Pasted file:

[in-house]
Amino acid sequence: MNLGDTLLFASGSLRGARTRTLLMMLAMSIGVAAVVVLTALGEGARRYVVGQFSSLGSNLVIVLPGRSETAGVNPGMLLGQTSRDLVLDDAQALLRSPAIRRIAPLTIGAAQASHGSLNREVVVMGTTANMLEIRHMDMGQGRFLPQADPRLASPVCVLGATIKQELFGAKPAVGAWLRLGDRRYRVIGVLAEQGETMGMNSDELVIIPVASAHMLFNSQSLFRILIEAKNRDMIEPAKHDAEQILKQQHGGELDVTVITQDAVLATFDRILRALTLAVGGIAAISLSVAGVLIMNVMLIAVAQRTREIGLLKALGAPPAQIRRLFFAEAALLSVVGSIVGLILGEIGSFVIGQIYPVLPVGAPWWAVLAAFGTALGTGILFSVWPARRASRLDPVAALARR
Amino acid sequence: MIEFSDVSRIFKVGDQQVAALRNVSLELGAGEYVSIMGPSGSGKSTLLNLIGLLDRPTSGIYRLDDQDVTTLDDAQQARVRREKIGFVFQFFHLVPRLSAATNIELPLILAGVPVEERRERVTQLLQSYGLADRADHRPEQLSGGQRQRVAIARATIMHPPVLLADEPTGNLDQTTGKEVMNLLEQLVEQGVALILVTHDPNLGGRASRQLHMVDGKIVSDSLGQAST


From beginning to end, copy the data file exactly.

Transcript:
[in-house]
Amino acid sequence: MNLGDTLLFASGSLRGARTRTLLMMLAMSIGVAAVVVLTALGEGARRYVVGQFSSLGSNLVIVLPGRSETAGVNPGMLLGQTSRDLVLDDAQALLRSPAIRRIAPLTIGAAQASHGSLNREVVVMGTTANMLEIRHMDMGQGRFLPQADPRLASPVCVLGATIKQELFGAKPAVGAWLRLGDRRYRVIGVLAEQGETMGMNSDELVIIPVASAHMLFNSQSLFRILIEAKNRDMIEPAKHDAEQILKQQHGGELDVTVITQDAVLATFDRILRALTLAVGGIAAISLSVAGVLIMNVMLIAVAQRTREIGLLKALGAPPAQIRRLFFAEAALLSVVGSIVGLILGEIGSFVIGQIYPVLPVGAPWWAVLAAFGTALGTGILFSVWPARRASRLDPVAALARR
Amino acid sequence: MIEFSDVSRIFKVGDQQVAALRNVSLELGAGEYVSIMGPSGSGKSTLLNLIGLLDRPTSGIYRLDDQDVTTLDDAQQARVRREKIGFVFQFFHLVPRLSAATNIELPLILAGVPVEERRERVTQLLQSYGLADRADHRPEQLSGGQRQRVAIARATIMHPPVLLADEPTGNLDQTTGKEVMNLLEQLVEQGVALILVTHDPNLGGRASRQLHMVDGKIVSDSLGQAST